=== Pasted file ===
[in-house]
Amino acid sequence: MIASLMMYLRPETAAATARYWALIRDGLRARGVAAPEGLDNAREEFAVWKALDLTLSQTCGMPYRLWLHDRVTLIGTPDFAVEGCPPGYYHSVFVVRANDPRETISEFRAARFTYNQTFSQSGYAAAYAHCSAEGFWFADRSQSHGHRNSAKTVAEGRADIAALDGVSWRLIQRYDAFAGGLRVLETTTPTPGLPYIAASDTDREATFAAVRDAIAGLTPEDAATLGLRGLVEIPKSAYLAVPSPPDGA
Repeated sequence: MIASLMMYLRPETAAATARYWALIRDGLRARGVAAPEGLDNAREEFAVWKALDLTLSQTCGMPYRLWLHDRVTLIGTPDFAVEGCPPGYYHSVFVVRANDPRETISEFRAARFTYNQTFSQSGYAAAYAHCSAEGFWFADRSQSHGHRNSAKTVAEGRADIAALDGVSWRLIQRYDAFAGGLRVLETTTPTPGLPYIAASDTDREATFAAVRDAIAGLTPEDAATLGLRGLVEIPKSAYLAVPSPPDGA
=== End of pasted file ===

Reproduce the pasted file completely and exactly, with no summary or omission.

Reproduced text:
[in-house]
Amino acid sequence: MIASLMMYLRPETAAATARYWALIRDGLRARGVAAPEGLDNAREEFAVWKALDLTLSQTCGMPYRLWLHDRVTLIGTPDFAVEGCPPGYYHSVFVVRANDPRETISEFRAARFTYNQTFSQSGYAAAYAHCSAEGFWFADRSQSHGHRNSAKTVAEGRADIAALDGVSWRLIQRYDAFAGGLRVLETTTPTPGLPYIAASDTDREATFAAVRDAIAGLTPEDAATLGLRGLVEIPKSAYLAVPSPPDGA
Repeated sequence: MIASLMMYLRPETAAATARYWALIRDGLRARGVAAPEGLDNAREEFAVWKALDLTLSQTCGMPYRLWLHDRVTLIGTPDFAVEGCPPGYYHSVFVVRANDPRETISEFRAARFTYNQTFSQSGYAAAYAHCSAEGFWFADRSQSHGHRNSAKTVAEGRADIAALDGVSWRLIQRYDAFAGGLRVLETTTPTPGLPYIAASDTDREATFAAVRDAIAGLTPEDAATLGLRGLVEIPKSAYLAVPSPPDGA